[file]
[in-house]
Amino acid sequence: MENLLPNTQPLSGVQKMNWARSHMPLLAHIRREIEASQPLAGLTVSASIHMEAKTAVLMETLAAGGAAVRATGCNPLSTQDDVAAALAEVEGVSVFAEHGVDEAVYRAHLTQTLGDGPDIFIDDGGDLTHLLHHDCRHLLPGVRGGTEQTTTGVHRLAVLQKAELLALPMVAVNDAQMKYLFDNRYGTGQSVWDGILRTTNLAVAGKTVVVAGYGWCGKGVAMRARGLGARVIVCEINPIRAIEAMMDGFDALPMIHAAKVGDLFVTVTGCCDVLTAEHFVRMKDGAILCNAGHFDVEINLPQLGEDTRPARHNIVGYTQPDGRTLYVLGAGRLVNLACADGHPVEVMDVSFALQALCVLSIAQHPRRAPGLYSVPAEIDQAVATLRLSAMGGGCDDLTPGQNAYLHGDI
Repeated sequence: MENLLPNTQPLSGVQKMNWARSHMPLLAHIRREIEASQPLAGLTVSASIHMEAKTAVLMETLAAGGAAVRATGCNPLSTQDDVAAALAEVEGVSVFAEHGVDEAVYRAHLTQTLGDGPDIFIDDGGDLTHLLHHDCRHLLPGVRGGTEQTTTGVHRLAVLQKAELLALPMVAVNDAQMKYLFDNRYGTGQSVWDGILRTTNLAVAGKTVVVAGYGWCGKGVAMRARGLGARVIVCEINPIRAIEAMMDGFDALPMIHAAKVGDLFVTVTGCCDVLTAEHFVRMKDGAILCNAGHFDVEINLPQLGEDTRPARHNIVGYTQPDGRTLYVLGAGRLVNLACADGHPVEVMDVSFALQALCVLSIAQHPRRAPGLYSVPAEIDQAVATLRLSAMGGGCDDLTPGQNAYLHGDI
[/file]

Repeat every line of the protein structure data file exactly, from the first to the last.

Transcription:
[in-house]
Amino acid sequence: MENLLPNTQPLSGVQKMNWARSHMPLLAHIRREIEASQPLAGLTVSASIHMEAKTAVLMETLAAGGAAVRATGCNPLSTQDDVAAALAEVEGVSVFAEHGVDEAVYRAHLTQTLGDGPDIFIDDGGDLTHLLHHDCRHLLPGVRGGTEQTTTGVHRLAVLQKAELLALPMVAVNDAQMKYLFDNRYGTGQSVWDGILRTTNLAVAGKTVVVAGYGWCGKGVAMRARGLGARVIVCEINPIRAIEAMMDGFDALPMIHAAKVGDLFVTVTGCCDVLTAEHFVRMKDGAILCNAGHFDVEINLPQLGEDTRPARHNIVGYTQPDGRTLYVLGAGRLVNLACADGHPVEVMDVSFALQALCVLSIAQHPRRAPGLYSVPAEIDQAVATLRLSAMGGGCDDLTPGQNAYLHGDI
Repeated sequence: MENLLPNTQPLSGVQKMNWARSHMPLLAHIRREIEASQPLAGLTVSASIHMEAKTAVLMETLAAGGAAVRATGCNPLSTQDDVAAALAEVEGVSVFAEHGVDEAVYRAHLTQTLGDGPDIFIDDGGDLTHLLHHDCRHLLPGVRGGTEQTTTGVHRLAVLQKAELLALPMVAVNDAQMKYLFDNRYGTGQSVWDGILRTTNLAVAGKTVVVAGYGWCGKGVAMRARGLGARVIVCEINPIRAIEAMMDGFDALPMIHAAKVGDLFVTVTGCCDVLTAEHFVRMKDGAILCNAGHFDVEINLPQLGEDTRPARHNIVGYTQPDGRTLYVLGAGRLVNLACADGHPVEVMDVSFALQALCVLSIAQHPRRAPGLYSVPAEIDQAVATLRLSAMGGGCDDLTPGQNAYLHGDI